Quartering paths run from the Fountain, that to the east leading to the edge of a rectangular pond with an apsidal east end. This is overlooked from the east by a wrought-iron gazebo (Robert Bakewell c 1705-10, listed grade I) called the Birdcage which has a small room to the rear (east side) with a fixed bench giving views to the west over the pond and formal garden. The Birdcage is considered (for example Hussey 1967) one of the finest structures of its type in the country and it acts as the focal point of this part of the garden.
The gardens which can be seen from the Hall are axially related to it though they are not symmetrically placed with reference to the building and are aligned with its south-east corner. That Coke intended to remedy this by enlarging the Hall is confirmed by an undated early C18 sketch (reproduced in CL 1928, 498)showing a new house aligned with the garden. The plan of 1698 suggests that the principal garden divisions and axial relationship with the Hall were preserved in the post-1704 work. The easternmost end of the garden at that time had two fishponds, one of them L shaped and the other square with a central square island.
On the north side, north of the wall and yew hedge, a former dovecote (early C17, listed grade I) lies c 40m north-east of the Hall. It has a tall, octagonal, bell-shaped roof and was remodelled as a garden pavilion in the early C18. A path leads east through woodland (shown as an avenue on the 1722 plan) to a circular fountain (listed grade I), which is at the north end of the northern path from the Mercury Fountain. From this point a matching fountain (listed grade I) can be seen at the south end of the southern path from the Mercury Fountain, and this acts as one of the points of entry into the wooded southern part of the garden. Paths which lead directly east and west of this fountain run through tunnels of yew. Records of removing decayed framework supporting the hedges in 1726 (quoted in CL 1928, 498) suggest that it was probably designed as a tunnel from the outset.
The south-east part of the garden is articulated about a path which leads south-west from the Birdcage through woodland to a series of glades and rondpoints. A circular fountain is situated c 100m south-west of the Birdcage. Paths running south-east and north-west from it lead to two more fountains: that to the east with a cusped outline overlooked from the east side by a brick alcove with a bench (c 1704, listed grade I); that to the west, which is also circular, overlooked from the west side by a similar seating alcove (also listed grade I). This arrangement is shown on the 1722 map when the southern pond was star shaped. The path which leads south-west from the central fountain terminates at a rondpoint from which four alleys radiate, that to the north-west leading to a grove from which there are views north over the westernmost of the three fountains. The paths and rondpoints reveal unfolding and unexpected views which contrast with the open character of the central part of the garden.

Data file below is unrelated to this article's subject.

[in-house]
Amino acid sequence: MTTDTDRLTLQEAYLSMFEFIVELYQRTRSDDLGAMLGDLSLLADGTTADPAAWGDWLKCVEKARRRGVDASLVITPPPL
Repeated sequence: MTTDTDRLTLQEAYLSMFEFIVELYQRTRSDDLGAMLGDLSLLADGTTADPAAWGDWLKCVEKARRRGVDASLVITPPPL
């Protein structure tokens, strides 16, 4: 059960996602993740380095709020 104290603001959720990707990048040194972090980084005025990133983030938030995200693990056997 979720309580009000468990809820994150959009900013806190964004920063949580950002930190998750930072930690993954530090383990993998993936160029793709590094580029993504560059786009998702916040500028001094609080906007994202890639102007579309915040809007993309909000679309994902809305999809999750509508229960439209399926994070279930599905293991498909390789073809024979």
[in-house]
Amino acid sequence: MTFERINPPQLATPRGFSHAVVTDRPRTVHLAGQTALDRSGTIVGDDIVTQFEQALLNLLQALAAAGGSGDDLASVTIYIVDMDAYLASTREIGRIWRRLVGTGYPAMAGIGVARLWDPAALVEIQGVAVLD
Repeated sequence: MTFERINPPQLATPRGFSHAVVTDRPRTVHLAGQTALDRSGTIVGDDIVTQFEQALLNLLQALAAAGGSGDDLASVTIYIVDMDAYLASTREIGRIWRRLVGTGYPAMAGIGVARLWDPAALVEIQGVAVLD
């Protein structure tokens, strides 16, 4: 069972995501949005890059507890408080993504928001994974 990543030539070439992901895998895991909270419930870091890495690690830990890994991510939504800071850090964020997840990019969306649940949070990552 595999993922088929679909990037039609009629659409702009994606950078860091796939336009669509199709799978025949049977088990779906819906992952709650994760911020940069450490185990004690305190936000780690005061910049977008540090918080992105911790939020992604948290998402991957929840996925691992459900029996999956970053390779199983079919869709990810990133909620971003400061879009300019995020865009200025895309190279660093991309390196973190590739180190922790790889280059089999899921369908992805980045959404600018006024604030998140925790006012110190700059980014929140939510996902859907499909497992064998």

A small valley in the south-west part of the garden is the site of a grotto (early C19, listed grade II*) and the canalised stream, crossed by stone bridges (channel and bridges listed grade II*), which feeds the water features in the garden.
The layout and most of the principal elements of the garden are as shown on the 1722 map.
Parkland to the east of the garden is open pasture planted with groups of trees designed to frame a vista from the Hall with the formal garden in the foreground, the Birdcage in the middle distance, and immediately beyond it, rising ground. An estate map of 1724 shows the area with a U-shaped plantation aligned with the axis of the garden, but as the U is closed it is doubtful if long-distance views could have been obtained at that time and the plantation may have been designed to provide a backcloth for the garden.
On the south-west side of the house, The Pool is a large, irregularly shaped lake with two islands sheltered by a plantation along its southern edge called The Intake. The Pool is shown in similar form on the 1724 map, though there are no islands or planting around it. The water dominates views from the south side of the Hall and the south end of the upper terrace. It was used to provide a head of water to supply the water features in the gardens by engineer George Sorocold, who raised its level by two feet. In the early to mid C19 The Pool was refurbished and the islands created, probably from the products of dredging.
The park at Melbourne was a royal park which was probably created in 1200 when records show payments were made for enclosing it. It was restocked with deer in 1227 after the manor was granted to the bishops of Carlisle. A survey of 1530 noted that the pale was 'in dekaye' and the area was disparked and sold at the end of the C16. Part of the pale survives and is visible in fields c 800m south-east of the Hall. It is shown in fairly complete form on the 1877 OS map enclosing an area separated from the Hall and gardens by fields under arable cultivation. The whole of the area of the former medieval deer park is outside the registered area.
The kitchen garden lies c 300m south-east of the Hall and consists of three brick walls (listed grade II) with stone copings set c 10m apart. The remains of glasshouses and ancillary buildings are attached to the two northernmost walls. The walls are shown on the 1722 map but no associated buildings are shown.